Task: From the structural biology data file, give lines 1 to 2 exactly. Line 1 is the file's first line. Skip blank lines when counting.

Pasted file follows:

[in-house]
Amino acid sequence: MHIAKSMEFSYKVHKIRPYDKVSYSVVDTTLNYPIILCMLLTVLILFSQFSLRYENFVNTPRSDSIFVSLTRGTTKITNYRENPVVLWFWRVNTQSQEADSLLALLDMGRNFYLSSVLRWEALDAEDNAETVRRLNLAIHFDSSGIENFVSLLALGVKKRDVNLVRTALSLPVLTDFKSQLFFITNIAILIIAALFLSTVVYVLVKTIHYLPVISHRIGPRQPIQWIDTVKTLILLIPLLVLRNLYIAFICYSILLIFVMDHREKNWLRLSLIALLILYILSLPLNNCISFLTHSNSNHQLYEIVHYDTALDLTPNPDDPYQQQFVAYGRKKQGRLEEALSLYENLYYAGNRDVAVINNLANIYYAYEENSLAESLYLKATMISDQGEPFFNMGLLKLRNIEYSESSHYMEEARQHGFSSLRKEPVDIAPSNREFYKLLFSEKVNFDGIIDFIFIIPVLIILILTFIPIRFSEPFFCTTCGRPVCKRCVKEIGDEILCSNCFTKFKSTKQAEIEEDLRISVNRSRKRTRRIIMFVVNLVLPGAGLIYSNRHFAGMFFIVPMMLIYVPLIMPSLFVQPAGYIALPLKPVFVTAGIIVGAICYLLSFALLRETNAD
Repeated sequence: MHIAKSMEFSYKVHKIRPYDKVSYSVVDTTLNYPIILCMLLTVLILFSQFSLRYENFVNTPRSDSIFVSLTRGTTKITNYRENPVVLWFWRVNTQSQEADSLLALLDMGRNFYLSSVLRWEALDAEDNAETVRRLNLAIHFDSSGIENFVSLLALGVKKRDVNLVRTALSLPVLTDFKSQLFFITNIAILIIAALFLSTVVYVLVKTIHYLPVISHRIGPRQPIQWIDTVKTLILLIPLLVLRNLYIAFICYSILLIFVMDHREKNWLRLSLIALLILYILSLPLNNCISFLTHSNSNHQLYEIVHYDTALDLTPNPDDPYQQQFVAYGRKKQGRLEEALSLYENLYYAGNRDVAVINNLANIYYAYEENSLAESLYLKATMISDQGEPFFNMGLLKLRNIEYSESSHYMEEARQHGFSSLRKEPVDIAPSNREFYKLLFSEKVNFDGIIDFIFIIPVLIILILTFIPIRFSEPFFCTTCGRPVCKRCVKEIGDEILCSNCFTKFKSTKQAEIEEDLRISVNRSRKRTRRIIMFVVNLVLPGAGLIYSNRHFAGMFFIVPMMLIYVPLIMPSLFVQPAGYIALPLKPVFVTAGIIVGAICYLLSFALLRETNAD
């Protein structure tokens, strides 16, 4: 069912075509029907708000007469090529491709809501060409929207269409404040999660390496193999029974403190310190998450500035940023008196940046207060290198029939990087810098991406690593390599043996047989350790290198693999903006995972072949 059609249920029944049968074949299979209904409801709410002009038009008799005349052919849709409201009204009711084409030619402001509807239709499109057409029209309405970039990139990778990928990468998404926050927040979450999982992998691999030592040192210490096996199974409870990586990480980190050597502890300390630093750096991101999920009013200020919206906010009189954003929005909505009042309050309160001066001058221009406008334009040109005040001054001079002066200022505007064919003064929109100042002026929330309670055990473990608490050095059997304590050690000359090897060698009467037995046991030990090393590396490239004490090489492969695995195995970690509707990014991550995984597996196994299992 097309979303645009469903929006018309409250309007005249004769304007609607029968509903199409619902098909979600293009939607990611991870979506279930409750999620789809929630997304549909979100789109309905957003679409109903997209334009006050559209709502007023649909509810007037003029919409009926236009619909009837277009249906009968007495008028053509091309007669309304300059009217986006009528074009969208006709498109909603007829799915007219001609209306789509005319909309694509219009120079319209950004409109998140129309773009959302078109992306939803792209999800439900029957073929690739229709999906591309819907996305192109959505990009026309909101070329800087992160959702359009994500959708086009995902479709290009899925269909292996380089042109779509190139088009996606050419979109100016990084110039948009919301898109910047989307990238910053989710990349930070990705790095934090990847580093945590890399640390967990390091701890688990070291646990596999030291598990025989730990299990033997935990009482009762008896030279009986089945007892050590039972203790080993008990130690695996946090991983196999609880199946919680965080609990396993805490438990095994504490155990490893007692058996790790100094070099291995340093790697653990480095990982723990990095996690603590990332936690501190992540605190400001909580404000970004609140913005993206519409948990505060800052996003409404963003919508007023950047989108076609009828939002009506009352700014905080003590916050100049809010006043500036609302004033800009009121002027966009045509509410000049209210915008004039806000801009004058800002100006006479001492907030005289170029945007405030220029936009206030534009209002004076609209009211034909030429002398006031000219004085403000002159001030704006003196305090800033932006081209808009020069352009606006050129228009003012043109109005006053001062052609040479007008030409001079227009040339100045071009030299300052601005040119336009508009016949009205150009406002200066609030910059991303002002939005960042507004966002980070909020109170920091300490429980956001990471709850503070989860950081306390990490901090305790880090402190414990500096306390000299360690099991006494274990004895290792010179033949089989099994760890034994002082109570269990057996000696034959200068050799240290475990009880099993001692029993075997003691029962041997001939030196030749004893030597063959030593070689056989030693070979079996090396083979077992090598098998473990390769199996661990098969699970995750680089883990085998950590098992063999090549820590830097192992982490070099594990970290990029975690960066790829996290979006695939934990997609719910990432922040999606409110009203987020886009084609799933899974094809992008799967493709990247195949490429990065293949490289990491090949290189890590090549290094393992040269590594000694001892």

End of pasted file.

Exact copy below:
[in-house]
Amino acid sequence: MHIAKSMEFSYKVHKIRPYDKVSYSVVDTTLNYPIILCMLLTVLILFSQFSLRYENFVNTPRSDSIFVSLTRGTTKITNYRENPVVLWFWRVNTQSQEADSLLALLDMGRNFYLSSVLRWEALDAEDNAETVRRLNLAIHFDSSGIENFVSLLALGVKKRDVNLVRTALSLPVLTDFKSQLFFITNIAILIIAALFLSTVVYVLVKTIHYLPVISHRIGPRQPIQWIDTVKTLILLIPLLVLRNLYIAFICYSILLIFVMDHREKNWLRLSLIALLILYILSLPLNNCISFLTHSNSNHQLYEIVHYDTALDLTPNPDDPYQQQFVAYGRKKQGRLEEALSLYENLYYAGNRDVAVINNLANIYYAYEENSLAESLYLKATMISDQGEPFFNMGLLKLRNIEYSESSHYMEEARQHGFSSLRKEPVDIAPSNREFYKLLFSEKVNFDGIIDFIFIIPVLIILILTFIPIRFSEPFFCTTCGRPVCKRCVKEIGDEILCSNCFTKFKSTKQAEIEEDLRISVNRSRKRTRRIIMFVVNLVLPGAGLIYSNRHFAGMFFIVPMMLIYVPLIMPSLFVQPAGYIALPLKPVFVTAGIIVGAICYLLSFALLRETNAD